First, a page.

What happened to “us?”

  • Published
  • By Chief Master Sgt. John Cummings
  • 22nd Maintenance Squadron
Let’s be honest with ourselves—the majority of the Air Force is made up of technical career fields, whether that is a flight crew following a checklist, a maintainer or logistic readiness squadron Airmen completing equipment preventative maintenance inspection, or civil engineers maintaining real property.

This focus on “things” and “precise procedures” affects our culture, our organizations and how we treat each other. Our focus on developing pride within our own Air Force specialty codes, while admirable, can interfere with our ability to communicate and function well with others.

We often compare ourselves to professional sports and adopt that pride in ‘our team.” But what is the mission of your favorite team? Many will say to win a championship. To the owners, the mission of a professional sports team is profit! As leaders, we need to move ourselves away from an inward focus on the home team’s winning record towards our team is contributing to the league. In other words, are we team players in our squadron, group, wing and Air Force, or are we the showboating ball hog?

Many competing forces including budget constraints, manning cuts, organizational structure changes and 16 plus years of a demanding operations tempo have narrowed our focus on developing Airmen. Our Airmen work hard, and they have earned the time that they spend with their families and communities, but to become a better team and a better Air Force, we need to figure out how to work together more efficiently. This will give us the opportunity to return more well-earned time to our Airmen. So how do we improve our culture? It comes down to “walking a mile in another’s shoes.” Sometimes we need to literally do this we need to go experience how another work center functions, and we need to engrain this understanding and respect for other AFSCs in our upgrade training processes at an early point in development.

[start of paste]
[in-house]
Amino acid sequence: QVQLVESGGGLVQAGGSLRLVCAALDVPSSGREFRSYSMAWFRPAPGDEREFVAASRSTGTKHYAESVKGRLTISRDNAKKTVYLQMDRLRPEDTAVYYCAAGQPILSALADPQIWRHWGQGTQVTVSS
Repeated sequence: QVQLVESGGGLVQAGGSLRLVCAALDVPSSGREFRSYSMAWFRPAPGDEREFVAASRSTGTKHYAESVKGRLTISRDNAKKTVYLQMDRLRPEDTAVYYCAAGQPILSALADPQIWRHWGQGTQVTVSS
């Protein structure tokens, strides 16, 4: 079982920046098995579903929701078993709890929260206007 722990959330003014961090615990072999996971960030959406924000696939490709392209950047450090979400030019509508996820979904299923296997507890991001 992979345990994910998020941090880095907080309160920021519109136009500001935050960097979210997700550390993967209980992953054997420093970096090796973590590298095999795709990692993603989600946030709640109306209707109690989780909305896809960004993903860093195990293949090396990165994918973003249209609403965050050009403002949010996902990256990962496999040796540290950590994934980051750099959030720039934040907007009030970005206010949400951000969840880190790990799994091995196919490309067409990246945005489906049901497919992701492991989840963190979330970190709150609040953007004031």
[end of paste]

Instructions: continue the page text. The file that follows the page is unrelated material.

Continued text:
Think about how we train our new Airmen. We start by indoctrinating them with rules on where they live, how they dress and how to conduct themselves. As they move to their first assignment, we focus them on upgrade training and career development courses. We teach them to take pride in themselves, and we reward them by recognizing proficiency in their primary duties, but should we stop there, with just proficiency? How often do we take these Airmen to see their suppliers and customers and how they fit into the bigger mission?

Understanding other AFSCs and comprehending their importance to the bigger mission is key to developing respect for our teammates, and it opens the opportunity for further improvement and the possibility of returning valuable time to our Airmen.

Air Force senior leadership is looking to us to find the answers. The innovation necessary is not going to come from those “long in the tooth.” It will come from our newest Airmen. What we can teach are the tools of understanding, respect and communication beyond our own AFSCs and shops. Let’s give our Airmen the tools to see that the solutions will come from “us.”